The bikini in popular culture appears in competitions, films, magazines, music, literature, magazines and even video games.
Despite the easy availability of more revealing glamor imagery, bikini modeling remains popular and can still stir controversy. As a matter of fact, the popular culture portrayals of the bikini led, to a large extent, to its acceptance by society at large. In 1960, Brian Hyland's pop song "Itsy Bitsy Teenie Weenie Yellow Polka Dot Bikini" inspired a bikini-buying spree.
By 1963, the movie Beach Party, starring Annette Funicello and Frankie Avalon, led a wave of films that made the bikini a pop-culture symbol. Playboy first featured a bikini on its cover in 1962. The Sports Illustrated Swimsuit Issue debuted two years later. This increasing popularity was reinforced by its appearance in contemporary movies like How to Stuff a Wild Bikini featuring Annette Funicello and One Million Years B.C featuring Raquel Welch.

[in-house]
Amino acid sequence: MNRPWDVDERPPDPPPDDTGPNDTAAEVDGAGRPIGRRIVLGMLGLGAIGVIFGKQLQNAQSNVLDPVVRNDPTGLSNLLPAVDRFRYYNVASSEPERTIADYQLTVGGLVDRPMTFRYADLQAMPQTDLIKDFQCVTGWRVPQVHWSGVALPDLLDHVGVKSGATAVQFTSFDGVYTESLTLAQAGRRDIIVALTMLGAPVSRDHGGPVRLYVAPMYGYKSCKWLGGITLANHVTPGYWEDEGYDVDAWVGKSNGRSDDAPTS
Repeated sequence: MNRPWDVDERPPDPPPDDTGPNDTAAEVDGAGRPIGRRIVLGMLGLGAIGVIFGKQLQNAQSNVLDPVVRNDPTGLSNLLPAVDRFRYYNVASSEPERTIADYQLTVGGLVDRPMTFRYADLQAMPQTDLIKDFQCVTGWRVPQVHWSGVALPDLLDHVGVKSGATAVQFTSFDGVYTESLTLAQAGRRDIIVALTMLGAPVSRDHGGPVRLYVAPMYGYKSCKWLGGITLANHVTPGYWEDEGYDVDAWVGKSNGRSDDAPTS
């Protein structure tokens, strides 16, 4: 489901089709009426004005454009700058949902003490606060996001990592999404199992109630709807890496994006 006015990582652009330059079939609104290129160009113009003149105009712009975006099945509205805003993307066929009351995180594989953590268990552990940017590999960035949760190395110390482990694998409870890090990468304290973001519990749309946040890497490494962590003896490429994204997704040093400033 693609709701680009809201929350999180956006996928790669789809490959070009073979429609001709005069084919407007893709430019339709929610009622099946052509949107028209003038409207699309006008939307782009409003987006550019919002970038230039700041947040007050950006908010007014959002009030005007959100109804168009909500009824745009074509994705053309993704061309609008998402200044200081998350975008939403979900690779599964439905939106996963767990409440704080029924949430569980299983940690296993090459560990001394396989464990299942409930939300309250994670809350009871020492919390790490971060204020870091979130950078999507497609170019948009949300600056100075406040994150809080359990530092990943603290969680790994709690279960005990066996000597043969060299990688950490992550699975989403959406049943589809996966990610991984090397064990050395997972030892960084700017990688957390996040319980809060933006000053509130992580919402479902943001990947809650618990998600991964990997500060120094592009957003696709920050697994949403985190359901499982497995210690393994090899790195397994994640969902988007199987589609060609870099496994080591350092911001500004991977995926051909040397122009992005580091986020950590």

Hollywood stars like Marilyn Monroe, Jayne Mansfield, Gina Lollobrigida and Jane Russell helped the growing popularity of bikinis further. Pin up posters of Monroe and Mansfield, as well as Hayworth, Bardot and Raquel Welch distributed around the world contributed significantly to the popularity of the bikini.
A bikini contest is a beauty contest where women compete against each other in bikinis. Bikini contests can take place in bars, nightclubs, strip clubs, on beaches, and at beauty pageants. Related companies regularly sponsor such contests to discover and attract new talents to promote their products. Bikini contests can also take place over the Internet by women submitting pictures of themselves in bikinis.
Contestants often wear sashes indicating where they are from in bikini contests, in line with other beauty pageants. It is becoming more and more common for women to wear bikinis as part of the swimsuit competitions at major pageants. Participants in some beauty contests, such as the Miss Teen USA pageant, are required to wear bikinis as part of the competition.